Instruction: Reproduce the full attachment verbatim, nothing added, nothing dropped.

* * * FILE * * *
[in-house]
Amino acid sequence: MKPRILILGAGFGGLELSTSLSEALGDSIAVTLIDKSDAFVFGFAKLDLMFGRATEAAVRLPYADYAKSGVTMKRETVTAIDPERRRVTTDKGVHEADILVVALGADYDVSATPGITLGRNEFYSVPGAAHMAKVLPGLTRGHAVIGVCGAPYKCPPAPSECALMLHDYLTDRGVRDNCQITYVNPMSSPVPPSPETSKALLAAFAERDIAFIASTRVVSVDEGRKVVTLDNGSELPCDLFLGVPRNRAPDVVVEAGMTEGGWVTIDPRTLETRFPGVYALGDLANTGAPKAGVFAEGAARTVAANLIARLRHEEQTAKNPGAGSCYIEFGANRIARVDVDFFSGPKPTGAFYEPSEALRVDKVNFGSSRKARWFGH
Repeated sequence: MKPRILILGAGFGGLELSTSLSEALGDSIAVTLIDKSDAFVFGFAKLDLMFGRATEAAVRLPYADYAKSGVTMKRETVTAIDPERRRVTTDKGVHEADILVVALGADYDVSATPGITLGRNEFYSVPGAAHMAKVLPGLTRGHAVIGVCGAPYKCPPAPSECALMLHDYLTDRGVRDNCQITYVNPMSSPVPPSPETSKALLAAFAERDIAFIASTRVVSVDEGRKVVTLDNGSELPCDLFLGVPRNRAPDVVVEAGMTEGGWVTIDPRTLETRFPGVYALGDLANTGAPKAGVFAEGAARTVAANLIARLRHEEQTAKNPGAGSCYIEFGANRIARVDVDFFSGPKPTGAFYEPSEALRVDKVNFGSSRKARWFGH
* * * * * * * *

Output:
[in-house]
Amino acid sequence: MKPRILILGAGFGGLELSTSLSEALGDSIAVTLIDKSDAFVFGFAKLDLMFGRATEAAVRLPYADYAKSGVTMKRETVTAIDPERRRVTTDKGVHEADILVVALGADYDVSATPGITLGRNEFYSVPGAAHMAKVLPGLTRGHAVIGVCGAPYKCPPAPSECALMLHDYLTDRGVRDNCQITYVNPMSSPVPPSPETSKALLAAFAERDIAFIASTRVVSVDEGRKVVTLDNGSELPCDLFLGVPRNRAPDVVVEAGMTEGGWVTIDPRTLETRFPGVYALGDLANTGAPKAGVFAEGAARTVAANLIARLRHEEQTAKNPGAGSCYIEFGANRIARVDVDFFSGPKPTGAFYEPSEALRVDKVNFGSSRKARWFGH
Repeated sequence: MKPRILILGAGFGGLELSTSLSEALGDSIAVTLIDKSDAFVFGFAKLDLMFGRATEAAVRLPYADYAKSGVTMKRETVTAIDPERRRVTTDKGVHEADILVVALGADYDVSATPGITLGRNEFYSVPGAAHMAKVLPGLTRGHAVIGVCGAPYKCPPAPSECALMLHDYLTDRGVRDNCQITYVNPMSSPVPPSPETSKALLAAFAERDIAFIASTRVVSVDEGRKVVTLDNGSELPCDLFLGVPRNRAPDVVVEAGMTEGGWVTIDPRTLETRFPGVYALGDLANTGAPKAGVFAEGAARTVAANLIARLRHEEQTAKNPGAGSCYIEFGANRIARVDVDFFSGPKPTGAFYEPSEALRVDKVNFGSSRKARWFGH